Lie, Cheat and Steal
Set Uriah in the forefront of the hardest fighting, and then draw back from him, that he may be struck down, and die. 2 Samuel 11:15
For the addict, intoxication is only part of the problem. The drug use is certainly caustic behavior, but for it to continue, the addict usually must lie, cheat and steal. As acknowledging the addiction may bring the addict closer to dealing with it, he must avoid honesty at all costs. To the addict, the thought of change is so painful that he would simply rather lie.
In today’s passage, King David found himself in a somewhat similar situation. Having impregnated a married woman, he attempted to cover up his crime. He sent for Uriah, the woman’s husband, who was off at war, and gave him a weekend pass. He hoped that Uriah would go home, sleep with his wife, and be bad enough at math that he would accept the pregnancy as his own.
Uriah didn’t cooperate though and refused to go home while his men were in the field. Having failed at one coverup, David grew desperate. He sent word to Joab, Uriah’s commander, to make sure that Uriah was killed in battle. His plan succeeded this time, and David’s Uriah problem was solved.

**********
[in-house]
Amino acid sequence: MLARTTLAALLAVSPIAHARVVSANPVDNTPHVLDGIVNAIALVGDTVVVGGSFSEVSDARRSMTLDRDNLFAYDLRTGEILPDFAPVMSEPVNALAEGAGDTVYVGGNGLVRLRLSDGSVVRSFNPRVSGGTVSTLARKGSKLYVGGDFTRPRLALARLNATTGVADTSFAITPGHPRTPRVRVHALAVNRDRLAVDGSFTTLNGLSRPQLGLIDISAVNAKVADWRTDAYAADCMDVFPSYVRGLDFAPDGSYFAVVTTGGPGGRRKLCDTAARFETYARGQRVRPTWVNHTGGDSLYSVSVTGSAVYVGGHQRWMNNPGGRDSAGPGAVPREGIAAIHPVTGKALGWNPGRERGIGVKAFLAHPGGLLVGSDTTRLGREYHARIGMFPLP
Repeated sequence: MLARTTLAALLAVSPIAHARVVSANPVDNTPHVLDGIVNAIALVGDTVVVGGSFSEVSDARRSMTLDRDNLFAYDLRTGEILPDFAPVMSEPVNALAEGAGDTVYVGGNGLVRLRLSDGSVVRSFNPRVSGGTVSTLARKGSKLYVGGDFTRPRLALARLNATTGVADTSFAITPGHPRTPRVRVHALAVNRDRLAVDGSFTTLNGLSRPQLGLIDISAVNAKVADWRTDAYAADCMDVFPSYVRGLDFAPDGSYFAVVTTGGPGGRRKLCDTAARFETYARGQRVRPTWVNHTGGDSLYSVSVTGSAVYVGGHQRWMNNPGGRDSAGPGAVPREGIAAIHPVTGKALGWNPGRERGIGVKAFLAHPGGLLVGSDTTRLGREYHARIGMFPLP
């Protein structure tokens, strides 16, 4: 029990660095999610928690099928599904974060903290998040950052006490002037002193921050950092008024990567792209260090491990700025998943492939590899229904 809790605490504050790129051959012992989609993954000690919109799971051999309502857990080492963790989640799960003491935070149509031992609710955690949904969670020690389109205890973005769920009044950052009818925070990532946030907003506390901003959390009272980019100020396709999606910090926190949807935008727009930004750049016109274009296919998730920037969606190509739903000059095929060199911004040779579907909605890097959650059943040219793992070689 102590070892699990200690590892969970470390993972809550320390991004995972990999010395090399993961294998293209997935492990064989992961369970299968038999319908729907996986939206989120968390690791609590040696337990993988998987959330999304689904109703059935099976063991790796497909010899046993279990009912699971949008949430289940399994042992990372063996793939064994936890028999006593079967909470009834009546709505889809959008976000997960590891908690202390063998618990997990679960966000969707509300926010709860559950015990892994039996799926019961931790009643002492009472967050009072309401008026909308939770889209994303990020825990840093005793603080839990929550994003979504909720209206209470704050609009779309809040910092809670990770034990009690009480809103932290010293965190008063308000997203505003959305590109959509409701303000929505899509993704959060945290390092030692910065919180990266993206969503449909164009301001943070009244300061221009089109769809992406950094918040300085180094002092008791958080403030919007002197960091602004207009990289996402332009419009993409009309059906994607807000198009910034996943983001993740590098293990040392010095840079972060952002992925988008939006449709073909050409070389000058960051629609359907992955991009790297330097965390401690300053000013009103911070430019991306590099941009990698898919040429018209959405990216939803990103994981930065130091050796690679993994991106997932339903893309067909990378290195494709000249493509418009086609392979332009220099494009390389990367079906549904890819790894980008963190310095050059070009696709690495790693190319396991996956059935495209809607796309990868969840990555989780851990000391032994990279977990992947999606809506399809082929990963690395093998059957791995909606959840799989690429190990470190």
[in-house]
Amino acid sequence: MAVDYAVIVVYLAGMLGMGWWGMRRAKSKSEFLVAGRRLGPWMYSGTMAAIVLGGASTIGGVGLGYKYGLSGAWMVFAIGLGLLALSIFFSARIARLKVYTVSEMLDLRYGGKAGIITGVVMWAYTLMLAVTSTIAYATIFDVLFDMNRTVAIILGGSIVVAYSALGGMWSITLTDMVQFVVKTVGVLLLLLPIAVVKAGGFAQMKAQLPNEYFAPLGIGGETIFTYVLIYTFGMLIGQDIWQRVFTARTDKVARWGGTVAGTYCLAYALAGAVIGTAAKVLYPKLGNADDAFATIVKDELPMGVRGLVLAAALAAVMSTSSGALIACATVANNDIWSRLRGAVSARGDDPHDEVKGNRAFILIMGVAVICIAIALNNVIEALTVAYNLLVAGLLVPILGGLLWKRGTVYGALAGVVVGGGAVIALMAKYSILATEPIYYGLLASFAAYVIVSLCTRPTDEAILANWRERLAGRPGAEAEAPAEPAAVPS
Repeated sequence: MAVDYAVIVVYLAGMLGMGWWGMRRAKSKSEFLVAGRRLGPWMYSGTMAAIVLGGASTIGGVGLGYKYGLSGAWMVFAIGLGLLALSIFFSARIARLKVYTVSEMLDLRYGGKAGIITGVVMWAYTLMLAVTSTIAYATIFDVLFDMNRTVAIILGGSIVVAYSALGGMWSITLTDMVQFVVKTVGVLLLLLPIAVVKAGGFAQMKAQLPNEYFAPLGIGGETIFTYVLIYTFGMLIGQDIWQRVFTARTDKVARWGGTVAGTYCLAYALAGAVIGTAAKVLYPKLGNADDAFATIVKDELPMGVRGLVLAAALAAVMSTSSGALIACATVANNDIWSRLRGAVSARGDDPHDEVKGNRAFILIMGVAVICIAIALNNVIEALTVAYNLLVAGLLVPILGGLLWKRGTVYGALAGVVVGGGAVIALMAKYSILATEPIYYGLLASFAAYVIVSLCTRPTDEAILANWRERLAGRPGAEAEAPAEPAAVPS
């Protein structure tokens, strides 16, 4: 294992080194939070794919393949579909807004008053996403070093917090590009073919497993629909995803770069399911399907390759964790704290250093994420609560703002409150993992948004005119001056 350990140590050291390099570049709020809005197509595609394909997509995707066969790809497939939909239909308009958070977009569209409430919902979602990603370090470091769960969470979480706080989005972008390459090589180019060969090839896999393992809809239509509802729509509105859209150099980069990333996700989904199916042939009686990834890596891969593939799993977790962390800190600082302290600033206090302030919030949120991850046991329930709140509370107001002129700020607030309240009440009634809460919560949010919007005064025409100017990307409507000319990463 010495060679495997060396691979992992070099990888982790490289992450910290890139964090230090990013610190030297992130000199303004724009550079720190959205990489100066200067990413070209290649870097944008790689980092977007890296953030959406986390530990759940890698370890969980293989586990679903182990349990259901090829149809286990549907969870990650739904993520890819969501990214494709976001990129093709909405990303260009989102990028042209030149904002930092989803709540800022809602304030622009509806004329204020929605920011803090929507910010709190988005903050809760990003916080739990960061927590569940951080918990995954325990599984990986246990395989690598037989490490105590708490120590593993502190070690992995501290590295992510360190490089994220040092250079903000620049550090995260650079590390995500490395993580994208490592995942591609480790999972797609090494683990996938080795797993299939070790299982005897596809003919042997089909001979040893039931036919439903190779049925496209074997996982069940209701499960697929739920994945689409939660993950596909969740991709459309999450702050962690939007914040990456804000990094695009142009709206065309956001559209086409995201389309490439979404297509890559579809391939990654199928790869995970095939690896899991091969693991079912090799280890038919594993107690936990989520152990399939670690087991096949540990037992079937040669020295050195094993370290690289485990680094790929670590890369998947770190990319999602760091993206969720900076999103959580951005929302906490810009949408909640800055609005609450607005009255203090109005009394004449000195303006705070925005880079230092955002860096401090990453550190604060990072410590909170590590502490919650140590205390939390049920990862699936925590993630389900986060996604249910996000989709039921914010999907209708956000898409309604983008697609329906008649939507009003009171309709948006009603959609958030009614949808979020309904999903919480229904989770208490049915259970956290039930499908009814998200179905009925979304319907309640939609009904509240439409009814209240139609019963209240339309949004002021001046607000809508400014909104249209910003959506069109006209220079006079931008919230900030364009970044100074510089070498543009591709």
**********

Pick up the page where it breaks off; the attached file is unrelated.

Though it may not involve murder, most of us have done something similar. We cover our petty behavior with lies. We hide the fast food wrapper under the seat of the car. We delete the history on our computer. We do what we want, and then, in our shame and fear of consequence we compound our toxic behavior by covering it up.
David should not have slept with Bathsheba, but if he had confessed when it happened, he would not have been guilty of adultery and murder. If we desire to follow God and avoid the misery of our own appetites, we must learn from David. We must continually be on guard against our destructive desires and when we do fail, we must confess and address the problem. It is in our lying, cheating and stealing that we multiply our own misery.